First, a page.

UK tech sector investment hits record £13.5 billion in 2021

However, investors are concerned the government's Digital Markets Unit will make UK startups less attractive

The UK's tech sector is on course for a record year of investment with £13.5 billion of venture capital coming into the country during the first six months of 2021.  

The figure is almost triple the amount made over the first six months of 2020, according to the UK's Digital Economy Council and Tech Nation, and more than France, Germany and Israel combined.

A handful of so-called 'mega' funding rounds have propelled some of the UK's brightest startups towards unicorn status. Virtual events platform Hopin raised over £289 million from one round alone, cementing its status as the fastest-growing European tech firm ever.

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Over 1,400 UK tech companies have benefited from the £13.5 billion raised and the investment is more than double that achieved in the next biggest market, Germany, which has so far raised £6.2bn in 2021. 

"The success of established companies like Darktrace and Depop show there is a clear pathway for UK tech companies to make an impact on a global scale, and at Tech Nation we will continue to support entrepreneurs and startup founders as they grow their businesses from first investment cheque all the way to IPO," said Gerard Grech, the founding chief executive of Tech Nation.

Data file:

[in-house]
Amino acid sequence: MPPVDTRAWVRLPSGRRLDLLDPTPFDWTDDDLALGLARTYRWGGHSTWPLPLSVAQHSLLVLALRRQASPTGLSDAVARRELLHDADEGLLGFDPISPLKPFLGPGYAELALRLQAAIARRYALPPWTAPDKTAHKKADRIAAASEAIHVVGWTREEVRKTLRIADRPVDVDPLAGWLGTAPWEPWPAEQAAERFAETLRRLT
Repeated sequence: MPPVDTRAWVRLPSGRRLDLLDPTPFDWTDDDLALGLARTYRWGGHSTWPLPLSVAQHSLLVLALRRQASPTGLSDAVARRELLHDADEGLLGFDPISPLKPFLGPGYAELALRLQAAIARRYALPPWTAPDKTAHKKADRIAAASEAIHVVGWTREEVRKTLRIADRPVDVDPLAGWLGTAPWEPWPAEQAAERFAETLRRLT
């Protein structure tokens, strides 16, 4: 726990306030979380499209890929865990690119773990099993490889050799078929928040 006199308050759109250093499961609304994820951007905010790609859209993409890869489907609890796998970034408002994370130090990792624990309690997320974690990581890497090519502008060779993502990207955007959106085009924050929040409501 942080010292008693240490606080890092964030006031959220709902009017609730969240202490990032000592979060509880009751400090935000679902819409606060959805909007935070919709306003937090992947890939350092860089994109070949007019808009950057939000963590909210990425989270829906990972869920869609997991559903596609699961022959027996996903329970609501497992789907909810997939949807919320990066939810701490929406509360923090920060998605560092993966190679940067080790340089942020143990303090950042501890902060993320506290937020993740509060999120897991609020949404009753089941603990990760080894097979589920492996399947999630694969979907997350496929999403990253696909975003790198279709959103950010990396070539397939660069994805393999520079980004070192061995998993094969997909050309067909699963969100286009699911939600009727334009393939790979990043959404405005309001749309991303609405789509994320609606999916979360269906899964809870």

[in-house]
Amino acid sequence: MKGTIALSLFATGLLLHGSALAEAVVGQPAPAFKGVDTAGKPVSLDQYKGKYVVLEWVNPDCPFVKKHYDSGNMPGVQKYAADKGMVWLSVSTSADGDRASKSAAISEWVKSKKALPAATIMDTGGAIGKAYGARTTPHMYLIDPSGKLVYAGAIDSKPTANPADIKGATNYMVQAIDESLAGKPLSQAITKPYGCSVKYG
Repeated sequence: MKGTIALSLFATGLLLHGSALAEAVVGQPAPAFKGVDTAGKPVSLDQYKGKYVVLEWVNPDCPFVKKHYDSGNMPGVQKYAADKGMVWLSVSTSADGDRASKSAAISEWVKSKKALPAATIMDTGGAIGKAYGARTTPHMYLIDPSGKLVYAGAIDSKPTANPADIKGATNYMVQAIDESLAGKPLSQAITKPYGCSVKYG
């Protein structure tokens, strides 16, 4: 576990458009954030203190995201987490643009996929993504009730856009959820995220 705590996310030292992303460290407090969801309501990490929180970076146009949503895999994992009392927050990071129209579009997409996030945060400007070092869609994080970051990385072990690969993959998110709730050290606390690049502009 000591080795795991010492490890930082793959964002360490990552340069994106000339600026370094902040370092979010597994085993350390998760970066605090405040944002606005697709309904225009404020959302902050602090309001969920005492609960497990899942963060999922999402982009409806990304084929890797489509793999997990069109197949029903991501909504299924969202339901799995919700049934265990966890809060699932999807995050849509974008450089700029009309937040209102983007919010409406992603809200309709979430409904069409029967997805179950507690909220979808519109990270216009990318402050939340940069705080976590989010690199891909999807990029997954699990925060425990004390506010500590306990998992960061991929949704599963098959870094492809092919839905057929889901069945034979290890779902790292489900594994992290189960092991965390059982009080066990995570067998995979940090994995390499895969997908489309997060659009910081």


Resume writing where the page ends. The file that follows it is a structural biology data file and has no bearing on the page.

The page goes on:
While investment in the UK tech sector is currently very healthy, there are growing fears that future government plans may negatively impact it. A recent report from the Coalition for a Digital Economy (Coadec) suggests that the Digital Markets Unit (DMU) could make startups less attractive if it restricts their ability to be acquired by larger tech firms.

The DMU is a new body that sits inside the Competition and Markets Authority for the sole purpose of reining in tech giants that buy smaller firms to squash competition. A consultation is being launched in October to determine the full powers of the unit, but there are suggestions it will be able to investigate and block larger deals that impact competition.

Where acquisitions and exits were concerned in the Coadec report, an overwhelming majority of investors felt that regulators didn't understand the importance of mergers and acquisitions to the UK's startup ecosystem, with 90% adamant that the ability to be acquired was important to sectors overall health.

What's more, 50% of investors said they would significantly reduce the amount they invested into UK startups if the ability to exit was restricted, with 22.5% suggesting they would stop investing entirely. 

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